Academic Probation in College: What It Is and How to Get Back on Track

ASO Staff Writers
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Updated August 15, 2023
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Why it Happens & How to Get Back on Track

If you’ve been struggling academically and find yourself on academic probation, you’re not alone — around 20 percent of college freshman at four-year colleges end up in a similar situation. Receiving a notice of academic probation can be a huge blow to your confidence, but it can also have serious academic and financial consequences. Fortunately, it doesn’t have to signal the end of your college career. Many factors can lead to academic probation, and there are a variety of ways students can improve their academic performance and successfully earn their degrees.

What is Academic Probation?

Colleges have specific criteria for student enrollment, like minimum GPA and credit load requirements. If students don’t meet those criteria, they may be put on academic probation. Academic probation is a period of time in which students must improve their academic standing by meeting or making evident progress toward their school’s eligibility criteria.

Students on academic probation typically have to:

The school will check in periodically to evaluate the student’s progress and, at the end of the period, determine whether the student can:

Academic probation isn’t meant to be a punishment, but a warning or wake-up call. However, it can have serious consequences, especially for those who don’t get back in good academic standing. Students on academic probation may:

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How it Can Impact Your Financial Aid

Many forms of financial aid require students to be in good academic standing. Since academic probation is a warning that students aren’t in good standing, they risk losing some or all of their financial aid. For example, the Pell Grant is initially distributed based on a student’s financial need, but students cannot renew the grant unless they are making satisfactory academic progress.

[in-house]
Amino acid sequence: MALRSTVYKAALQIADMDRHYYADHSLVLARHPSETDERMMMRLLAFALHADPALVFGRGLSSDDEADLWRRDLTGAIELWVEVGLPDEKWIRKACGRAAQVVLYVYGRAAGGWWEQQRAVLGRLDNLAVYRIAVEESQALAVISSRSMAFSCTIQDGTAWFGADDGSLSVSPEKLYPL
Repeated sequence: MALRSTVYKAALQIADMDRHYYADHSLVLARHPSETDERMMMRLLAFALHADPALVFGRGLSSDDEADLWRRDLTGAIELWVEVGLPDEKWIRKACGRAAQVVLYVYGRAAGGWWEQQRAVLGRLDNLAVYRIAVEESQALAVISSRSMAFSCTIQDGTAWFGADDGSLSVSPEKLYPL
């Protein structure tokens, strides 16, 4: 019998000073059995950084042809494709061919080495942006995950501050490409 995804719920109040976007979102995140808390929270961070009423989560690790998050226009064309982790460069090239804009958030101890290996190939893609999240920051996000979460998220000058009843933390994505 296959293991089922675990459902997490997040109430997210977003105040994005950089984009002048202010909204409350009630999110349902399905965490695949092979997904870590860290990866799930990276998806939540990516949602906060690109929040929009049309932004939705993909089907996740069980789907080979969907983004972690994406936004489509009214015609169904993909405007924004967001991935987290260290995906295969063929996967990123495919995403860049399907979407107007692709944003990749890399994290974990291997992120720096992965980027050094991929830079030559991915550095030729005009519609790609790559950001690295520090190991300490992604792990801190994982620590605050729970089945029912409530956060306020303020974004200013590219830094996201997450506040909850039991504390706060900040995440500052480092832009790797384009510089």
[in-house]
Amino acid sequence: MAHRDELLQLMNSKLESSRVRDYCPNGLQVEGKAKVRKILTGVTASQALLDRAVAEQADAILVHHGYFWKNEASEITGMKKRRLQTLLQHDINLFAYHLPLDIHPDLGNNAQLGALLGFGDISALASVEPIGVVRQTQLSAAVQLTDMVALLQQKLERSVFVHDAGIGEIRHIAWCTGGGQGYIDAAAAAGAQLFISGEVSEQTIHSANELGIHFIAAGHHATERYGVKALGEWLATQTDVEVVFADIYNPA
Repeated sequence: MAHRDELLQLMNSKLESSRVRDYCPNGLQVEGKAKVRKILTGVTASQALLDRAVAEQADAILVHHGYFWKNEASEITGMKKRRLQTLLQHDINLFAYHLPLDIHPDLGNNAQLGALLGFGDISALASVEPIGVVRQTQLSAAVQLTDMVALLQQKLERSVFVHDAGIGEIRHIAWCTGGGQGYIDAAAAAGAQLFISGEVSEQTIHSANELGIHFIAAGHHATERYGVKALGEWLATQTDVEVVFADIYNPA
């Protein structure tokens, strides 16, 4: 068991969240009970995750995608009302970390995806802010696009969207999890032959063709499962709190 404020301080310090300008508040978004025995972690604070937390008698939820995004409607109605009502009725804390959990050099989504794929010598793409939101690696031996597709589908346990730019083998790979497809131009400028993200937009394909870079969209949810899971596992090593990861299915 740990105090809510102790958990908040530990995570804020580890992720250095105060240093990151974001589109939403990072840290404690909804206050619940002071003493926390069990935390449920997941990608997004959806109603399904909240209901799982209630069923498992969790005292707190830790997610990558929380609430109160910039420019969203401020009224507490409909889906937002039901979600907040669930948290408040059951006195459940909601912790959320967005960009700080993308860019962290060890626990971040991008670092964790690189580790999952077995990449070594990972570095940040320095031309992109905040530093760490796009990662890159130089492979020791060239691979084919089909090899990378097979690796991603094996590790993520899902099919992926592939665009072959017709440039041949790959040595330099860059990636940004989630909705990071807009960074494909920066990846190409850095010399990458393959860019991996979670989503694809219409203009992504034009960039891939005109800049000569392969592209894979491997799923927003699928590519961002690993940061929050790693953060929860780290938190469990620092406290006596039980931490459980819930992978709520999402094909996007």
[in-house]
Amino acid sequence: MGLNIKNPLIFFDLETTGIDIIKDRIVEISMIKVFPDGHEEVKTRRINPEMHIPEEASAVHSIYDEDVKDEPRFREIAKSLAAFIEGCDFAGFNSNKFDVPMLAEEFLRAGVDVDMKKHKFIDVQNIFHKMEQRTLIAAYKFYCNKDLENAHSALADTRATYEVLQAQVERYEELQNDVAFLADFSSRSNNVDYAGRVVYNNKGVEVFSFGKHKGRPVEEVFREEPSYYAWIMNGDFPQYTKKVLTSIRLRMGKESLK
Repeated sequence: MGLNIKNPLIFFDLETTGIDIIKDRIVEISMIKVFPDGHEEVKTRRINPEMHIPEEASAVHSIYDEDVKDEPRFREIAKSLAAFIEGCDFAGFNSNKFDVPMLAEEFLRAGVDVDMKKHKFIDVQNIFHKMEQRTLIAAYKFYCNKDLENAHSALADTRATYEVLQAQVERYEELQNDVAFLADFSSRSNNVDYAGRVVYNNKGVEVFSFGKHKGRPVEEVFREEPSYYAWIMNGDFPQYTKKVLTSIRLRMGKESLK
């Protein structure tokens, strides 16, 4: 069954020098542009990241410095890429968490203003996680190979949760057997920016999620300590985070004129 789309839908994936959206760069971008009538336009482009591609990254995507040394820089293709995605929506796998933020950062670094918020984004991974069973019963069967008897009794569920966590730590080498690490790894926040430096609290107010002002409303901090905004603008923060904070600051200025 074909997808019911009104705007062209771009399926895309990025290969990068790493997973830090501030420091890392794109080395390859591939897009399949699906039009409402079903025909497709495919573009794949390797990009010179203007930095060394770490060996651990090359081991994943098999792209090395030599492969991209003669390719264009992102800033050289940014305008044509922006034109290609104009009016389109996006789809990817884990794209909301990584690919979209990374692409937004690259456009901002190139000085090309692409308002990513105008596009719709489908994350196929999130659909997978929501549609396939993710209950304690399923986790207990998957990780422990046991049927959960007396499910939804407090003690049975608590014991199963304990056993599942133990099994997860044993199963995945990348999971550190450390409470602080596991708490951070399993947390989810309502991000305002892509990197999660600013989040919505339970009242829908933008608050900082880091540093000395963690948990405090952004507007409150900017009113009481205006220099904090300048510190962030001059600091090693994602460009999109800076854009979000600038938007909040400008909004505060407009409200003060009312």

Losing financial aid can make it difficult or impossible for some students to finish their degrees. However, students can become re-eligible for financial aid with some effort.

In order to remain eligible or become re-eligible for financial aid, students must show they are working toward good standing. What schools consider “satisfactory” in terms of academic progress can vary, but students usually must:

Students who lose their financial aid may have to appeal to their school to become eligible and start receiving financial aid again. Students can talk to their academic advisors or financial aid office to get details about the appeals process and to find out how often their school will evaluate their progress.

Why Students End Up on Academic Probation

The ways students can end up on academic probation are varied and numerous. Recognizing common causes of academic probation can help students avoid future slip-ups and work toward improving their academic habits.

How to Get Off Academic Probation

Getting off academic probation can be daunting, but it’s very possible for students willing to commit to their educations. The process for getting off academic probation varies between schools and can even vary from student to student, so it’s important to carefully follow your school’s policy. Here are some common requirements:

Maintain a Specific Grade Point Average

Minimum GPA requirements usually must be met to get off academic probation. Schools often have two GPA policies for students on academic probation:

OVERALL GPA POLICY

The most common overall GPA requirement is a 2.0. This means that a student’s cumulative GPA from all terms, excluding grades received from other institutions, must be at least 2.0 at the end of each semester or quarter.

For many students on academic probation, raising their GPA to their school’s specified minimum requirement is not possible in a single term (or the designated time frame), which can be intimidating. This is where noting the school’s term, semester or quarter GPA policy can be helpful.

TERM GPA POLICY

Along with making progress toward meeting the overall GPA requirements, students often must also meet term GPA requirements. Term GPA is the cumulative grade received at the end of a given academic term.